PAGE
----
Opinion

Takata must confront airbag threat

The following editorial appeared in the Pittsburgh Post-Gazette on May 22:

It’s been six years since a Virginia woman bled to death in front of her children after the airbag in her Honda Accord exploded, sending shards of metal into her neck and chest. Seven months earlier, an 18-year-old cheerleader in California died the same way after a fender-bender in a school parking lot.

Despite these and four other deaths, defective Takata airbags remain curled in the steering wheels of some 34 million American cars, putting 1 in 7 U.S. drivers at risk of death or serious injury. The record-breaking recall announced May 19 will fix the problem, but at an infuriatingly slow pace. The Tokyo-based Takata Corp. must deliver replacements before more lives are lost.

The safety of its airbags has been in question for 15 years, but Takata admitted culpability only under the duress of a $14,000-a-day fine levied by the National Highway Traffic Safety Administration in February. The NHTSA was fed up with the Japanese manufacturer’s insufficient answers to questions about the horrific deaths and more than 100 injuries. It also has an aggressive new director, Mark Rosekind, who took over the agency in December.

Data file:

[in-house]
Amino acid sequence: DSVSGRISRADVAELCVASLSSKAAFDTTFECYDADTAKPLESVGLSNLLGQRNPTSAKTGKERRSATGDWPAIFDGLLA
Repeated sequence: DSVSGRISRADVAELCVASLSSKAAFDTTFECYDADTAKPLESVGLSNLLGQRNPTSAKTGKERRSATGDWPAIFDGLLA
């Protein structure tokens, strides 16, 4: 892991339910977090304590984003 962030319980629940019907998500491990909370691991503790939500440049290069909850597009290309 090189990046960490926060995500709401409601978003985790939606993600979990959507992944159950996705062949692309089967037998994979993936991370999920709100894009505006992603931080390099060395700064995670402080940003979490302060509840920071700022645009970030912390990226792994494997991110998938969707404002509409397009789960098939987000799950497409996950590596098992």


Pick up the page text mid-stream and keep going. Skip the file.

The expanded recall affects 11 automakers, including Ford, General Motors and Fiat Chrysler. Because the affected parts seem to corrode in humid conditions, car owners in the South will have first priority while a backlog exists. (To find out if your car is affected, enter your vehicle identification number at www.safercar.gov. But check back in a few weeks, since federal transportation officials say the numbers may grow.)

Meanwhile, there’s no reason the nation should hold its breath and hope for the best. Toyota recommends temporarily disabling airbags in affected cars, and both Toyota and General Motors say no passengers should sit in the front until the car is fixed. Consumer Reports, meanwhile, has urged Takata to issue loaner cars or vouchers for rental cars.

Toyota’s move to disable airbags temporarily is controversial, since airbags save about 2,000 lives a year. For now, that’s small comfort to nervous drivers, who have more reason than ever to be careful out there.

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